I didn’t include a couple of SUP experiences on this list because I haven’t tried it yet (e.g. SUP fishing) or it’s not as common (e.g. 6-person SUP, hoop SUP—yes, there was a hula hooping class on the water). This summer, I’m excited to share in more detail some of my SUP adventures!

I also didn’t include social SUPs. There are plenty of SUP companies in Toronto that offer social paddles (some are open to other vessels joining too) but when you take a lesson, a paddling workshop, attend a race or a fundraiser, or even when you go out for a paddle, there’s almost always a friendly paddler who will say hello and would be happy to go paddling with you! I met some of my closest friends through this sport, and some of them have made some pretty big contributions to the SUP community in Toronto and Ontario (I’m so proud of you, my Lake Surfistas!)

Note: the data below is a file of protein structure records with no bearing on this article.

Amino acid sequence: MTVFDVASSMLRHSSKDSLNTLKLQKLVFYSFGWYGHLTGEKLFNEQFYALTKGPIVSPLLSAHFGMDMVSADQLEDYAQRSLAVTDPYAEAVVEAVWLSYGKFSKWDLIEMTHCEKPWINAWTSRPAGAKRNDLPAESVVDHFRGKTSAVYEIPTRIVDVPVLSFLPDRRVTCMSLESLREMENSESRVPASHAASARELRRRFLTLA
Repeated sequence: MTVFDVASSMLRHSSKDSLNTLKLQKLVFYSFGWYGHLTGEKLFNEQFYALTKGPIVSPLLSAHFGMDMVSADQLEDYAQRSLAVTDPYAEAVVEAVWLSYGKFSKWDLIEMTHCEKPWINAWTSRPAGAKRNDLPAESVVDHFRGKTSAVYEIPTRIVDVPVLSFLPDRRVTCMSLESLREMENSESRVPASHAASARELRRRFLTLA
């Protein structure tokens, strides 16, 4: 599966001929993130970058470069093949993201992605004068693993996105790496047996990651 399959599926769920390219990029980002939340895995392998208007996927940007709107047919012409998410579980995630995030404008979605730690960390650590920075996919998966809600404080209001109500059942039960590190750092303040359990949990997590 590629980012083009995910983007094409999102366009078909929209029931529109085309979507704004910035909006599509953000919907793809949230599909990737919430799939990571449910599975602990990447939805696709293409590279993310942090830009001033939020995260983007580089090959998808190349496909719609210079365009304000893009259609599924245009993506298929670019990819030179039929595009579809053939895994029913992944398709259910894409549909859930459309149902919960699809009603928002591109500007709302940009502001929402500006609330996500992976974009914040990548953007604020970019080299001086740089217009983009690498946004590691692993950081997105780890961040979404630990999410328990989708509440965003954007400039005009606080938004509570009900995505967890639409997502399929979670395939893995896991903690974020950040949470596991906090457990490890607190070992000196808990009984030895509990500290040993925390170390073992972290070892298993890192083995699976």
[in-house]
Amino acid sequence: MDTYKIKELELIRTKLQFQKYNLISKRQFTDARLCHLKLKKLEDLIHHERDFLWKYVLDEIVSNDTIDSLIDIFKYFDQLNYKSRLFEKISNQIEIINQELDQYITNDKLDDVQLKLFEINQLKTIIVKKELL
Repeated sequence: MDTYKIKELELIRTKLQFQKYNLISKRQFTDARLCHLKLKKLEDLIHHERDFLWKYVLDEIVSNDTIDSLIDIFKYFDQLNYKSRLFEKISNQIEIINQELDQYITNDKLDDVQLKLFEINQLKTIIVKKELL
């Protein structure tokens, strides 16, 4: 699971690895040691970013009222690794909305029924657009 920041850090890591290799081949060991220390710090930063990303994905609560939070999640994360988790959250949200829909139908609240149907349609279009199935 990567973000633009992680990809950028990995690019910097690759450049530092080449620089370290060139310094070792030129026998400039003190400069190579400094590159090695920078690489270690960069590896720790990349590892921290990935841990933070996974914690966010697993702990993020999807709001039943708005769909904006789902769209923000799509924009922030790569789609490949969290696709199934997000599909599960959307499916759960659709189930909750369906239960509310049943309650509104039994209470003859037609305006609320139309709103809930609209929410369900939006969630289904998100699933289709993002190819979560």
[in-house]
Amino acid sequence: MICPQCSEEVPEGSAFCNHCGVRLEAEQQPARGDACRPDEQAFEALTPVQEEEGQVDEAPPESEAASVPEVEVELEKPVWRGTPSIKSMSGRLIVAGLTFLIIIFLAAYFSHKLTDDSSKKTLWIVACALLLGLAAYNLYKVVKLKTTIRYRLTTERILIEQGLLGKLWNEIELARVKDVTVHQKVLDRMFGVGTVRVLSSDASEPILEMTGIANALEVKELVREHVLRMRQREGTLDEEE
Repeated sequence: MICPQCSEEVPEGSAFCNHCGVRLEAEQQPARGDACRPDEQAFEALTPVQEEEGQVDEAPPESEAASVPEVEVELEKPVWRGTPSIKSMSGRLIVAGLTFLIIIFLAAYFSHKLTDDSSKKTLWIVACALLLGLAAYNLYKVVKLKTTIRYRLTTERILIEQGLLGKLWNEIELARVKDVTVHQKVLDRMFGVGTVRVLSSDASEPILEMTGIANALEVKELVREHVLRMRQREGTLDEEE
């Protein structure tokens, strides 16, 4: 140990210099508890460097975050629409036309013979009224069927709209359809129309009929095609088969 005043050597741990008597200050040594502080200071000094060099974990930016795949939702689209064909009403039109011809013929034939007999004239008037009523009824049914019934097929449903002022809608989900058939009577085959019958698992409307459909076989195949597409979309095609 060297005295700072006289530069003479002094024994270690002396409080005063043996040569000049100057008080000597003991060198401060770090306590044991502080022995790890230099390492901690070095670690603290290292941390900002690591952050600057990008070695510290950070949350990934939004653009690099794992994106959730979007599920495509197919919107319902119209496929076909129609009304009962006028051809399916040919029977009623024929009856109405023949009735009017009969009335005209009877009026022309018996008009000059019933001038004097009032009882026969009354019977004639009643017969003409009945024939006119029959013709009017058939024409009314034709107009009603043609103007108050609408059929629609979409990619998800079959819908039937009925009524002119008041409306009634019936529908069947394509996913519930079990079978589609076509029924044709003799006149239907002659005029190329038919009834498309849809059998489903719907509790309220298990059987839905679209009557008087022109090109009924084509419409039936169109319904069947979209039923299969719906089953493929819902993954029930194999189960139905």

a group of women pose on standup paddleboards
Good company is one of the greatest benefits of standup paddleboarding. Photo: Diana Lee

Whether you’re new to stand-up paddleboarding or you’re a seasoned SUP paddler racing in the Elite category, what do you love the most about this sport?

How many of these SUP experiences have you tried?

What SUP adventures will you go on this summer?

Check back for some more SUP inspiration and don’t hesitate to connect on Instagram or Twitter to see what’SUP ;-)

About Diana Lee

Diana Lee lives for adventure, the great outdoors and SUP! She is a certified ISA and WPA SUP Instructor, a librarian, and a reporter for Get Out There Magazine. Find out what she’SUP to @only1phoenixx on Instagram and Twitter.